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STOP the Whining!

whining ​Imagine a finely manicured hand with clear polish on the nails. Now, imagine those nails scraping slowly down a chalkboard. Hear it? That's the same sound most parents hear when their young child starts to whine.

Whining often accompanies or precedes tantrum behavior, but not always. Children whine for all kinds of reasons, usually because they are upset about something, or because, in the past, whining has helped them get something they wanted. They also are more likely to whine if they are sick or fatigued.

​Regardless, whining is annoying and unnecessary, which is something young children have yet to learn. The good news is that you can MANAGE whining fairly easily and effectively with your child by following these tips:whining

  • Point out to your child that he or she is whining. Sometimes children aren't even aware of this behavior.
  • Never give your child what he or she wants when he or she is whining. This will only lead to more whining when your child wants something in the future.
  • The best way to respond when your child is whining is to say you don't understand him or her. For example, say “I can't understand a word you are saying. You'll need to talk to me in a big girl (or big boy) voice."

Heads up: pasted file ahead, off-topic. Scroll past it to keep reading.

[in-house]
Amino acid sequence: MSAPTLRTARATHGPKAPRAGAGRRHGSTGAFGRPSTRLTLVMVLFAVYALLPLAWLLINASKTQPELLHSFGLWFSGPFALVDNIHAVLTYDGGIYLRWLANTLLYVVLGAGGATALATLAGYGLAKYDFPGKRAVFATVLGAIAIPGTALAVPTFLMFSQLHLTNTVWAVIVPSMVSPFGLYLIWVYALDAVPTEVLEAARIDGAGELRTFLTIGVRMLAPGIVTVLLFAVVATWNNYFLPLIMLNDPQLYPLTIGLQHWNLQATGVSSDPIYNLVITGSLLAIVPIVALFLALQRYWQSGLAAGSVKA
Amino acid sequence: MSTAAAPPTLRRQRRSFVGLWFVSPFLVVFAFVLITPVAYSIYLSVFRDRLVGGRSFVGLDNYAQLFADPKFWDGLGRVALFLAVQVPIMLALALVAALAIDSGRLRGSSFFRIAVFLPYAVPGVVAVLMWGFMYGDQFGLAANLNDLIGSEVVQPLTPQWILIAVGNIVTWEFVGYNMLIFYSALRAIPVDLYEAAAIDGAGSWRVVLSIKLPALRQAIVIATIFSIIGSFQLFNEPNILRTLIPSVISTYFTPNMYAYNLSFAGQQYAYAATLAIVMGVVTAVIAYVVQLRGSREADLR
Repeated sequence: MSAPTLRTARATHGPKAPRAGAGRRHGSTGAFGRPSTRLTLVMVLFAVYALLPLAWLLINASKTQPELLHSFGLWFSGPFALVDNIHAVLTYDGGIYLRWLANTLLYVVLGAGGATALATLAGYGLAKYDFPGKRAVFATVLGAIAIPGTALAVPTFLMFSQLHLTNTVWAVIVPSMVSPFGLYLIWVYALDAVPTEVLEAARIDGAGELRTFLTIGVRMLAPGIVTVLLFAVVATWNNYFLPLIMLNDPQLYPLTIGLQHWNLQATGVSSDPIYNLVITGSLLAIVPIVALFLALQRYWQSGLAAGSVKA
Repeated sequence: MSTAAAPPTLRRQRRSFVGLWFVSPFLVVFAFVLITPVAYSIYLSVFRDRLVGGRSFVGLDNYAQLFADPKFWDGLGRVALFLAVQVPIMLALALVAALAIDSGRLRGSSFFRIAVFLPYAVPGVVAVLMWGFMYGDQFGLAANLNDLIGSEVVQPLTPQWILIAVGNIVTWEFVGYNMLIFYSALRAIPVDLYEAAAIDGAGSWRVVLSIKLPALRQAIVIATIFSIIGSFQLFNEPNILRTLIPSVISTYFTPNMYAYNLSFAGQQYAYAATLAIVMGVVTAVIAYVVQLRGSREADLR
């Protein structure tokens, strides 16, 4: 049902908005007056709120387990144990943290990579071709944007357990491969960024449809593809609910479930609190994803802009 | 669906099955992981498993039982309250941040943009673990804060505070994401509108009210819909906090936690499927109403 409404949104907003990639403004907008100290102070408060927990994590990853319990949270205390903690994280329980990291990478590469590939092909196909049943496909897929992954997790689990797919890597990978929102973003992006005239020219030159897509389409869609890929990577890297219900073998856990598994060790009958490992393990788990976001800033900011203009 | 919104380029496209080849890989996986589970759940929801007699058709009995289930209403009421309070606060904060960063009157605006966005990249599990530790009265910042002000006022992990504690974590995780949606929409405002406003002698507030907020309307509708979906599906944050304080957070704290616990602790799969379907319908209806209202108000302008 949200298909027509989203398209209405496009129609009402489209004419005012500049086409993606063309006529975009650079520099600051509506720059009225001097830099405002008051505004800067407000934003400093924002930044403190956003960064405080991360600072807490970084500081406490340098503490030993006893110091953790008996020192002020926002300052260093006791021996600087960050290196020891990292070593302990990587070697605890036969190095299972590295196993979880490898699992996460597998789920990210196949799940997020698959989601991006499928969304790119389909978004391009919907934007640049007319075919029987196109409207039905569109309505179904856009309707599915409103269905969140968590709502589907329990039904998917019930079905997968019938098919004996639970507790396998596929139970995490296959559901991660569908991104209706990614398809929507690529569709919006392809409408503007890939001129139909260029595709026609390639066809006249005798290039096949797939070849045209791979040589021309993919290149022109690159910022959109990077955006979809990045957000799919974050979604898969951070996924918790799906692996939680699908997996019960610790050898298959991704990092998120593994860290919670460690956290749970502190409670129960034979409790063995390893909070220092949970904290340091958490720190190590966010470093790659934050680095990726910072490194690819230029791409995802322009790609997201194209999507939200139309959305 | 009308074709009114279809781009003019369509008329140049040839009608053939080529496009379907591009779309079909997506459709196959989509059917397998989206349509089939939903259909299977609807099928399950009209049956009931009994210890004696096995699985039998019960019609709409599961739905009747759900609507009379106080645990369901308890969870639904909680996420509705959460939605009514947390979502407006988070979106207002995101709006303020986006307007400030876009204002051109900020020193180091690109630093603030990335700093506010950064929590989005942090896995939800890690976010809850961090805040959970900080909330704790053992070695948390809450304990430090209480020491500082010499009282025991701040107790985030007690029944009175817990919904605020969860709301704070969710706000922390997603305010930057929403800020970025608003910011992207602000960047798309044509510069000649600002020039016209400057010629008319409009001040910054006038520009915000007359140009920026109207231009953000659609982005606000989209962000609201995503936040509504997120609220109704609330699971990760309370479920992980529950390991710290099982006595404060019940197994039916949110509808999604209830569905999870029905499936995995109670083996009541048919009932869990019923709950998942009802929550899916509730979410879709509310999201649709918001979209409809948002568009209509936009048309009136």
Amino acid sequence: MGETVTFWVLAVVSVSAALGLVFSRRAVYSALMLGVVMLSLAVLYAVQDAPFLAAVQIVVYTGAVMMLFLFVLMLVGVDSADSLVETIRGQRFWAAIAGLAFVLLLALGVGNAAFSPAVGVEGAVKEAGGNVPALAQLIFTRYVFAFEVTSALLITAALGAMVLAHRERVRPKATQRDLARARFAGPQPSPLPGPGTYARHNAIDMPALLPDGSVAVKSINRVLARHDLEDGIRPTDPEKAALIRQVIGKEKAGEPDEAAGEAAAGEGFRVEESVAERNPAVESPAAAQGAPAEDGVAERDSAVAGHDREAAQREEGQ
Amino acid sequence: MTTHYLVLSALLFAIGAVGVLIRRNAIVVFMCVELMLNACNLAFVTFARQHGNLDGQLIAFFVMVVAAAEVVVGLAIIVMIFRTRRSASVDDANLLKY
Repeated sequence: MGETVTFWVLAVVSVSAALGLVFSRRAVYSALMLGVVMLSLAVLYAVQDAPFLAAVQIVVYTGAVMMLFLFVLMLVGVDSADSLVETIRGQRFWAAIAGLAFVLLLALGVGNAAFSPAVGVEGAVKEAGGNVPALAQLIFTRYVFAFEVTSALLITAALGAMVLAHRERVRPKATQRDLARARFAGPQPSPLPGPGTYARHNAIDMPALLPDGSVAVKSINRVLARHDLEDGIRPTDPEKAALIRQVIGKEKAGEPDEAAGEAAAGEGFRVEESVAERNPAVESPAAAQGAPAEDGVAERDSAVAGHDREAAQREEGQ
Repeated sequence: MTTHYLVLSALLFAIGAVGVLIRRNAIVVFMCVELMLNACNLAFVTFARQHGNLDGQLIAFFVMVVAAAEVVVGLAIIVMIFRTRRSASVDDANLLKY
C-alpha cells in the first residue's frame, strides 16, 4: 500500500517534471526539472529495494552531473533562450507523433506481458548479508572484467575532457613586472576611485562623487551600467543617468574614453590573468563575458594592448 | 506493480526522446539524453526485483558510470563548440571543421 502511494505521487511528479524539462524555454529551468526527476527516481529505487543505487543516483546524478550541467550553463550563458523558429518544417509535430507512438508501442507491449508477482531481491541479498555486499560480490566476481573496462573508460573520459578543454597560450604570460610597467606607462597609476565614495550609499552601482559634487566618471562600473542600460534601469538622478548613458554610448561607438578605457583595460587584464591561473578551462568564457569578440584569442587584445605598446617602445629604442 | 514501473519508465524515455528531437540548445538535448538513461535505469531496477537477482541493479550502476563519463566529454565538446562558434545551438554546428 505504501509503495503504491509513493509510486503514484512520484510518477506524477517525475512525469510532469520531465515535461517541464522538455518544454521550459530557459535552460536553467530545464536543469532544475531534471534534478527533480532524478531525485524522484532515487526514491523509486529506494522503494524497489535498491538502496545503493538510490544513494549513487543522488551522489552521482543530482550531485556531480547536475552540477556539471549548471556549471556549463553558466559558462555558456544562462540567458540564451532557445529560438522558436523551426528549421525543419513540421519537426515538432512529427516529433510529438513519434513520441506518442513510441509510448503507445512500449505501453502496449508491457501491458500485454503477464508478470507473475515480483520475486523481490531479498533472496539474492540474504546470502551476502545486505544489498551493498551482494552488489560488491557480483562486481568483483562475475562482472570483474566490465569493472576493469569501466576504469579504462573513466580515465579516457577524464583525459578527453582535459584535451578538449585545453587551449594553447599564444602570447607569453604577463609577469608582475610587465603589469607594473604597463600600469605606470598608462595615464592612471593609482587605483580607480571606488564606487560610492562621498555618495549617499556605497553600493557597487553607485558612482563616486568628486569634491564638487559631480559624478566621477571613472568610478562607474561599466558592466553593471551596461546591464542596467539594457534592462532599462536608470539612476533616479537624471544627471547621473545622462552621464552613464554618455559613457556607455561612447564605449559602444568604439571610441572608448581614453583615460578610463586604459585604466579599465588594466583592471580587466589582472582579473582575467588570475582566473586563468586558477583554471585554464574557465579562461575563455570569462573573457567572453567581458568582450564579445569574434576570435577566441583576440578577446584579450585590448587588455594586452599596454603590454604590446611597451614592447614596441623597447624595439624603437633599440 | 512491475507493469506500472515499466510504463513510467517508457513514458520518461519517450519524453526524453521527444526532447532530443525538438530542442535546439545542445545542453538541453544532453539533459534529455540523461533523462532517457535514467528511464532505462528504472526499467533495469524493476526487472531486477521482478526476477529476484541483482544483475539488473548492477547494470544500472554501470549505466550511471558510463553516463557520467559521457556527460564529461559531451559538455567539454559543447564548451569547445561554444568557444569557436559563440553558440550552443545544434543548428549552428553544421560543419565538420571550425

• Silence is golden. Ignoring whining until you hear your child use a tone of voice that is acceptable will send a message that whining has little payoff.
  • Don't model whining. Adults are just about as capable of whining as children. Do yourself and your child a favor by using appropriate behavior and language when you are frustrated.
  • Reward appropriate language. When your child uses an appropriate tone of voice, especially when asking for something or expressing a complaint, acknowledge and praise him or her. For example, say “Thank you for talking so clearly. It helps me understand what you want." This is especially true if your child used an appropriate voice first, without whining. Either way, it's important that your child understands that talking in an age-appropriate voice is beneficial to him or her, and will earn praise from you.
  • Distract or redirect. Sometimes, a simple distraction or redirection will be enough to get your child off the whining platform.
  • Time-Out. A good old-fashioned Time-Out is sometimes necessary when whining persists and all of your other efforts to stop it have not worked.

Additional Resources 

  • Help! There's a Toddler in the House! by Thomas M. Reimers, Ph.D.
  • I Brake For Meltdowns: How To Handle The Most Exasperating Behavior Of Your 2- To 5-Year-Old by Michelle Nicholasen and Barbara O'Neal
  • Parenting the Strong-Willed Child: The Clinically Proven Five-Week Program for Parents of Two- to Six-Year-Olds by Rex Forehand and Nicholas Long

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Kid Tips;Communication Skills



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